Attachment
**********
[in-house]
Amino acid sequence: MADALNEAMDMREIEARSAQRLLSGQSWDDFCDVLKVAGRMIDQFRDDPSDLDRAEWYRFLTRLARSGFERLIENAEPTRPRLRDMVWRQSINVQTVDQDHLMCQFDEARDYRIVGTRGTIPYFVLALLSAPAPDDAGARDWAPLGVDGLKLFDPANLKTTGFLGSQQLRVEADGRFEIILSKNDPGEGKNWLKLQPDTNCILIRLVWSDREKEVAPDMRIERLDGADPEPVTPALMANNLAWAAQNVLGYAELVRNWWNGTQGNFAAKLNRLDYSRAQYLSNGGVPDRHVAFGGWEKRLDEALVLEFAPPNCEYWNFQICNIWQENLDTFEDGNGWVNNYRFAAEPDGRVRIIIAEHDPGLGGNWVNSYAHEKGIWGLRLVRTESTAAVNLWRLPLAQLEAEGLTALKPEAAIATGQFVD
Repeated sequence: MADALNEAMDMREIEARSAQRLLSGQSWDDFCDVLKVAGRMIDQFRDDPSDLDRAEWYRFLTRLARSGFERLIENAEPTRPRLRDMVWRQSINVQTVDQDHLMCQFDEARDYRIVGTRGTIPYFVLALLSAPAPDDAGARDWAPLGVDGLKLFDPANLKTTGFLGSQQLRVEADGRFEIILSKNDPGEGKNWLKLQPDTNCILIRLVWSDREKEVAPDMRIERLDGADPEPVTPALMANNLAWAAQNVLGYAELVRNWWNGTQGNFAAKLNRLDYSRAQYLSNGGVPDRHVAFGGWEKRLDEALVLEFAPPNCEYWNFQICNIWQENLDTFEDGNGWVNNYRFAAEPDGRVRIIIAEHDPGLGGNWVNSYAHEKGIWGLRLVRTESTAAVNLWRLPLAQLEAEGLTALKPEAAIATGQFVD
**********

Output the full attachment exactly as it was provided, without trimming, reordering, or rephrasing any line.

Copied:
[in-house]
Amino acid sequence: MADALNEAMDMREIEARSAQRLLSGQSWDDFCDVLKVAGRMIDQFRDDPSDLDRAEWYRFLTRLARSGFERLIENAEPTRPRLRDMVWRQSINVQTVDQDHLMCQFDEARDYRIVGTRGTIPYFVLALLSAPAPDDAGARDWAPLGVDGLKLFDPANLKTTGFLGSQQLRVEADGRFEIILSKNDPGEGKNWLKLQPDTNCILIRLVWSDREKEVAPDMRIERLDGADPEPVTPALMANNLAWAAQNVLGYAELVRNWWNGTQGNFAAKLNRLDYSRAQYLSNGGVPDRHVAFGGWEKRLDEALVLEFAPPNCEYWNFQICNIWQENLDTFEDGNGWVNNYRFAAEPDGRVRIIIAEHDPGLGGNWVNSYAHEKGIWGLRLVRTESTAAVNLWRLPLAQLEAEGLTALKPEAAIATGQFVD
Repeated sequence: MADALNEAMDMREIEARSAQRLLSGQSWDDFCDVLKVAGRMIDQFRDDPSDLDRAEWYRFLTRLARSGFERLIENAEPTRPRLRDMVWRQSINVQTVDQDHLMCQFDEARDYRIVGTRGTIPYFVLALLSAPAPDDAGARDWAPLGVDGLKLFDPANLKTTGFLGSQQLRVEADGRFEIILSKNDPGEGKNWLKLQPDTNCILIRLVWSDREKEVAPDMRIERLDGADPEPVTPALMANNLAWAAQNVLGYAELVRNWWNGTQGNFAAKLNRLDYSRAQYLSNGGVPDRHVAFGGWEKRLDEALVLEFAPPNCEYWNFQICNIWQENLDTFEDGNGWVNNYRFAAEPDGRVRIIIAEHDPGLGGNWVNSYAHEKGIWGLRLVRTESTAAVNLWRLPLAQLEAEGLTALKPEAAIATGQFVD